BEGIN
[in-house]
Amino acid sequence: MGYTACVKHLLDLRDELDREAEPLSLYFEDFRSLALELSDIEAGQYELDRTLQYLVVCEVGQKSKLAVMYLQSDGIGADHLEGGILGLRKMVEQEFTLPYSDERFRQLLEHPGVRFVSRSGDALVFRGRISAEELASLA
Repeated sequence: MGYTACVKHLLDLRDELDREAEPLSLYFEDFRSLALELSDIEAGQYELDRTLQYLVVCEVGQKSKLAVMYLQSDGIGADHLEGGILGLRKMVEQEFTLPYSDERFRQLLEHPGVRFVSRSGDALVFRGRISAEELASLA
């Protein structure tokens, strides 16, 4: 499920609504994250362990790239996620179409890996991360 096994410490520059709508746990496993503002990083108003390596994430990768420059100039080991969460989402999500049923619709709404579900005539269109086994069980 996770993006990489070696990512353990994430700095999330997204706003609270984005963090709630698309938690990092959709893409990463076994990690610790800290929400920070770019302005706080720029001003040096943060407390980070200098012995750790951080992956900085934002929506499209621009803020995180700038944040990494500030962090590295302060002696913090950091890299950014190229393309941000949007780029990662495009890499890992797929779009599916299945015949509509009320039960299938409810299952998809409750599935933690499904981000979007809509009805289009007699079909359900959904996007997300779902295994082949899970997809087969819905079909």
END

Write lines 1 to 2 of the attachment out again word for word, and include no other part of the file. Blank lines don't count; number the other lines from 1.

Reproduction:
[in-house]
Amino acid sequence: MGYTACVKHLLDLRDELDREAEPLSLYFEDFRSLALELSDIEAGQYELDRTLQYLVVCEVGQKSKLAVMYLQSDGIGADHLEGGILGLRKMVEQEFTLPYSDERFRQLLEHPGVRFVSRSGDALVFRGRISAEELASLA